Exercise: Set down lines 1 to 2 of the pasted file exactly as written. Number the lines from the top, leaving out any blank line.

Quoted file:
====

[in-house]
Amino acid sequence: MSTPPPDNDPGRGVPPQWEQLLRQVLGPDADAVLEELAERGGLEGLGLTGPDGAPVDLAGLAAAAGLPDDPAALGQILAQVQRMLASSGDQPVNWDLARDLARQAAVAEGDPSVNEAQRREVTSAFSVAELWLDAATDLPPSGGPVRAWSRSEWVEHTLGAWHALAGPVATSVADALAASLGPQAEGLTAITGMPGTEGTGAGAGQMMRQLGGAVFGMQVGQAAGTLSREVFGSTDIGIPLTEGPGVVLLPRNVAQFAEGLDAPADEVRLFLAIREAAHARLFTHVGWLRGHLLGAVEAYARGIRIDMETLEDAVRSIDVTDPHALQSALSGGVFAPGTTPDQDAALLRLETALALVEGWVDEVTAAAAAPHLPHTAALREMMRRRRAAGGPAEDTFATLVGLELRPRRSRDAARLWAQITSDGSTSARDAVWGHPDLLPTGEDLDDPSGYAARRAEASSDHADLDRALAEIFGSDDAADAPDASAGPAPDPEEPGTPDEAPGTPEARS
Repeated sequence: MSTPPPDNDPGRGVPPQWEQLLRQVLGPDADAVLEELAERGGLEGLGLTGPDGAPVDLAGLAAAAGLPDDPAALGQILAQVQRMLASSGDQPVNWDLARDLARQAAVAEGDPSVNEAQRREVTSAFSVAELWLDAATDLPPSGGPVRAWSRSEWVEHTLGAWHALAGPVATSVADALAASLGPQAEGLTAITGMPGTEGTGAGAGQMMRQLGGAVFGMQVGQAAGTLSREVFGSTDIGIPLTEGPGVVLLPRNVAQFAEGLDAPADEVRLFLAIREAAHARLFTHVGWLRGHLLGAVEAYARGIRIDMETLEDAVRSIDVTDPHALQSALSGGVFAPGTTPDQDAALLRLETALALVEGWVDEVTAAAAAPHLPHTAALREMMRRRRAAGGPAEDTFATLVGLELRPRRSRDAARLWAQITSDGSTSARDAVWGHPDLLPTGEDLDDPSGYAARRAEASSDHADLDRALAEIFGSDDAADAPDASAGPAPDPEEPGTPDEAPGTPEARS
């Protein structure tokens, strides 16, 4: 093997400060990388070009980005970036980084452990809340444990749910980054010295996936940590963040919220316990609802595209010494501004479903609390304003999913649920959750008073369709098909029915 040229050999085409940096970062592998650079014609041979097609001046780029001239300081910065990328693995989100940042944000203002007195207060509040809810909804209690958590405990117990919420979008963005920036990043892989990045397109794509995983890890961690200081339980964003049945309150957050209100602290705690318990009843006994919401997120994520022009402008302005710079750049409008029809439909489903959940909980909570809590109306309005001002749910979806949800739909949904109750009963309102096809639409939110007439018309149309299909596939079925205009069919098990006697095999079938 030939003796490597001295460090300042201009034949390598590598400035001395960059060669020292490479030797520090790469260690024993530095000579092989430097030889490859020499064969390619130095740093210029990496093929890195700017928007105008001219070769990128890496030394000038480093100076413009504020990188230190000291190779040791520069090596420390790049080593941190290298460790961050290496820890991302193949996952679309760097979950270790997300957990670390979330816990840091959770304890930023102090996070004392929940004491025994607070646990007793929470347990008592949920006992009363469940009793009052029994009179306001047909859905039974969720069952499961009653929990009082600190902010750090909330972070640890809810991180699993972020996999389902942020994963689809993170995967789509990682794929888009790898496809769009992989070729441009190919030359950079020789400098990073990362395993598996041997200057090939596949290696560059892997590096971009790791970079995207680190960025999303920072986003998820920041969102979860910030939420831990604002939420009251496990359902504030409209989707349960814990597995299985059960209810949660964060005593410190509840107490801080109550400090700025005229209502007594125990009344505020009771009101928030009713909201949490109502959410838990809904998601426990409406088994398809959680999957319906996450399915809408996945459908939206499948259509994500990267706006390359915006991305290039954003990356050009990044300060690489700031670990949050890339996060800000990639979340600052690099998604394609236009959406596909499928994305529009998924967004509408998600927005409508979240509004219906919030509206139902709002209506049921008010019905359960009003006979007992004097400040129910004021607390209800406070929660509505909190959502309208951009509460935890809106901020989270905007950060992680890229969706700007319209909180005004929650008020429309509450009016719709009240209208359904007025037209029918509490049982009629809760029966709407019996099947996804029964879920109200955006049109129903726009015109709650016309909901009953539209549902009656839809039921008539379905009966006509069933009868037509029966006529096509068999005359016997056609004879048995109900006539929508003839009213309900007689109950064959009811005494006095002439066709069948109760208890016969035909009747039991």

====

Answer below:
[in-house]
Amino acid sequence: MSTPPPDNDPGRGVPPQWEQLLRQVLGPDADAVLEELAERGGLEGLGLTGPDGAPVDLAGLAAAAGLPDDPAALGQILAQVQRMLASSGDQPVNWDLARDLARQAAVAEGDPSVNEAQRREVTSAFSVAELWLDAATDLPPSGGPVRAWSRSEWVEHTLGAWHALAGPVATSVADALAASLGPQAEGLTAITGMPGTEGTGAGAGQMMRQLGGAVFGMQVGQAAGTLSREVFGSTDIGIPLTEGPGVVLLPRNVAQFAEGLDAPADEVRLFLAIREAAHARLFTHVGWLRGHLLGAVEAYARGIRIDMETLEDAVRSIDVTDPHALQSALSGGVFAPGTTPDQDAALLRLETALALVEGWVDEVTAAAAAPHLPHTAALREMMRRRRAAGGPAEDTFATLVGLELRPRRSRDAARLWAQITSDGSTSARDAVWGHPDLLPTGEDLDDPSGYAARRAEASSDHADLDRALAEIFGSDDAADAPDASAGPAPDPEEPGTPDEAPGTPEARS